May 17, 2006 4:00 AM PDT

Your computer may be a pain in the neck

Related Stories

The future of talking computers

October 13, 2003

Case shines light on tech injuries

August 16, 2001

Digital off hook for RSIs

June 16, 1998
Sit up straight.

If you're reading this article with hunched shoulders and a craned neck, your "computer slump" could one day give way to what some physical therapists call "postural syndrome."

Postural syndrome is essentially repetitive stress to the neck and thoracic spine, or the 12 vertebrae of the mid-back and chest area, from the so-called flex-forward position. Doctors and physical therapists say that the injury commonly targets the fourth, fifth and sixth discs in the thoracic spine, leading to muscle tenderness, stiffness or, in some cases, nerve irritation.

A prolonged slouch over many years causes the disc space to narrow, which in turn can cause nerve irritation that spreads underneath the shoulder blades, down the arms and down the back.

Sure, most office workers and their ergonomic specialists are familiar with the dangers of repetitive motions with a mouse and keyboard at the PC all day, resulting in weakened wrists, tennis elbow or, worse, carpal tunnel syndrome. But some physical therapists say that such injuries lately are taking a backseat to patient complaints of pains in the mid- to upper back and neck.

"We call it the flex-forward posture, where your head's jetting forward, the abdominals shut down and the majority of the pressure comes to the mid-back," said Caroline Palmer, a physical therapist at the Stone Clinic, based in San Francisco. "Your spine is going to have to give somehow."

Frozen at the keyboard
Its concentration in the fourth thoracic spine leads some to refer to it as "T4 syndrome" because it can cause numbness to nerves in the back and arms, and radiate pain to the upper and lower back. Despite the differences in terms, all doctors and physical therapists agree: The human body was not meant for sitting or working in one position all day, and prolonged work at the computer can eventually cause the body to short-circuit.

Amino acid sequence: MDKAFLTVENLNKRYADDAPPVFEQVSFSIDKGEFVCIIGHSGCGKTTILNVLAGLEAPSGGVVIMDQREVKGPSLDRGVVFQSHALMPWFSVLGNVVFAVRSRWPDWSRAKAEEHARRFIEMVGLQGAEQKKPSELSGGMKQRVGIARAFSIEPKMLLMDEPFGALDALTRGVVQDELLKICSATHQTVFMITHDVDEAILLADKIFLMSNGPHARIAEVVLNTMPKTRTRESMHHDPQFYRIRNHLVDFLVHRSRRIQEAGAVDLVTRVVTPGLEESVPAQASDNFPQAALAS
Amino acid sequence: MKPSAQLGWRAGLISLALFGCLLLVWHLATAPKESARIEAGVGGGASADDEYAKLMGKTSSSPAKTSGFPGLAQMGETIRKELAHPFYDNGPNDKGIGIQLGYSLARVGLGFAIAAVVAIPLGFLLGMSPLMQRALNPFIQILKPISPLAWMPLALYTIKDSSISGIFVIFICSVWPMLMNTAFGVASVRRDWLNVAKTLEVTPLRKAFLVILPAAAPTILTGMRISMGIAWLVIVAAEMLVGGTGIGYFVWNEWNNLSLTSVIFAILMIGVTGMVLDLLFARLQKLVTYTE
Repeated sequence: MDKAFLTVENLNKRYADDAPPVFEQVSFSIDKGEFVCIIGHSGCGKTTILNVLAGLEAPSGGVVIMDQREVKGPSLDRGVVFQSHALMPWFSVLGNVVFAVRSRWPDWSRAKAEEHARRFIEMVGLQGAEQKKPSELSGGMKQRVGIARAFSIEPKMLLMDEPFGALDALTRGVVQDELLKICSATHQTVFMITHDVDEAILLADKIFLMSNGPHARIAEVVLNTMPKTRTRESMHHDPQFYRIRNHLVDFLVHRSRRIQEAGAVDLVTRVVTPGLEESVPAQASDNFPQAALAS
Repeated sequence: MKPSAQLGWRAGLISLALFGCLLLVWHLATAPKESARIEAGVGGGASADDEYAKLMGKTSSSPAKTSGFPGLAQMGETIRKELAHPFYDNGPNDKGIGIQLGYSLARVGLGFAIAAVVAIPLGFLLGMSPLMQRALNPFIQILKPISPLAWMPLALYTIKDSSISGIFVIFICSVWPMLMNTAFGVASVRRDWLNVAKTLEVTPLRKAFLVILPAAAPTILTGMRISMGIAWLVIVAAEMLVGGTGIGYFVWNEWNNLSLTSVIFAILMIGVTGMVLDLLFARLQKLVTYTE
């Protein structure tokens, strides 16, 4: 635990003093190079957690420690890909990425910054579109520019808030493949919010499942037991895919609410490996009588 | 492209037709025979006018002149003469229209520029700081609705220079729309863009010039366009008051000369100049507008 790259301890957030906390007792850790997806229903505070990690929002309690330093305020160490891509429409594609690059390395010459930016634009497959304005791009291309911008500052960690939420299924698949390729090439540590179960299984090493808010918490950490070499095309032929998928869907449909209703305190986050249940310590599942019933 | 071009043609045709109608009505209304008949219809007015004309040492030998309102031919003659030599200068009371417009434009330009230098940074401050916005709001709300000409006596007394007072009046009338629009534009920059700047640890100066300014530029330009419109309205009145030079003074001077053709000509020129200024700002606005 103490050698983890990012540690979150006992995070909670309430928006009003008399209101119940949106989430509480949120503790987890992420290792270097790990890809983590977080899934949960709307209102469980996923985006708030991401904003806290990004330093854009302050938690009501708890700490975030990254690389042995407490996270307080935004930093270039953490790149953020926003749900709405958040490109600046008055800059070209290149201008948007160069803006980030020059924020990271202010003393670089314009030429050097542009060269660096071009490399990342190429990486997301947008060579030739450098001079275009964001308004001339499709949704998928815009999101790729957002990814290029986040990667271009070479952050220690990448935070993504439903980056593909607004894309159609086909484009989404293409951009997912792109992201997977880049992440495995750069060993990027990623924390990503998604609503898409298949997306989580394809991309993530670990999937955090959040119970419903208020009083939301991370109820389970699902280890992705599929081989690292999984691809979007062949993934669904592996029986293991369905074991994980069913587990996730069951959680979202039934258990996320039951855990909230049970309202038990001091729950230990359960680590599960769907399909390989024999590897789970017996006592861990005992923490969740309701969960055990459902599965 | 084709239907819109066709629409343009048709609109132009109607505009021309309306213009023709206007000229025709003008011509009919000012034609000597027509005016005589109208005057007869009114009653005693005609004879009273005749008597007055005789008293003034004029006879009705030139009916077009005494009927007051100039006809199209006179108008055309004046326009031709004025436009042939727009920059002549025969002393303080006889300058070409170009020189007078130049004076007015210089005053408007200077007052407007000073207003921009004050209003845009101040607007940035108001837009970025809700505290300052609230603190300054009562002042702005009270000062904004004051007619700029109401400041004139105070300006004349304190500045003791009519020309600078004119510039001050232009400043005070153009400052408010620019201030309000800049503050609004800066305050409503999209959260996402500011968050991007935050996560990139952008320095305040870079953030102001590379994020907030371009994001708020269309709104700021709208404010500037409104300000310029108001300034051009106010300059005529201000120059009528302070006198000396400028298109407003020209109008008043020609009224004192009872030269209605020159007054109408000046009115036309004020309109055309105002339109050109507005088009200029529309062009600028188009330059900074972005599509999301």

"It's not a life-or-death situation," Palmer said. "It just sucks to have to live with it."

Postural syndrome, experts say, often goes hand-in-hand with other repetitive stress injuries (RSI) like sore neck, wrists and hands, but it's far less well known. In many cases, people still don't think about their posture, physical therapists say.

"People are aware of easy wrist stretches they can do at the desk. But they don't pay so much attention to their head's jetting forward and their rounded shoulders," said Doreen Frank, a physical therapist near Albany, N.Y., who has many patients who are office workers.

As a result, she said, "I see lots of people with cervical thoracic strain and it's very much related to sustained poor posture at the computer."

Frank has practiced for 25 years and over the last five years she has seen more people with postural problems than with carpal tunnel. Even her patients who are in good shape and exercise regularly suffer when they sit in a prolonged state of incorrect alignment. Parents, especially, might slouch at work, then drive home with their neck forward, then sit and watch their kids play soccer--again with the neck forward.

Breaking the spell
It's difficult to say how many people are affected, but anecdotally, more doctors and physical therapists say they are treating patients for postural syndrome, particularly in high-tech areas like the San Francisco Bay Area and New York.

"It's definitely on the rise," said Diane Mickle, a physical therapist in New York. "We're finally putting together the cause and effect."

Still, other physical therapists say it's not everywhere. Robert Fleming, another physical therapist based near Albany, said computer-related RSI is typically concentrated in the neck, lower back and arms.

But physical therapists say the answer to the problem lies in education and injury prevention. People need to remember the tenets of good posture from their school days, and take regular breaks every 20 minutes, if possible, from sustained sitting at the computer.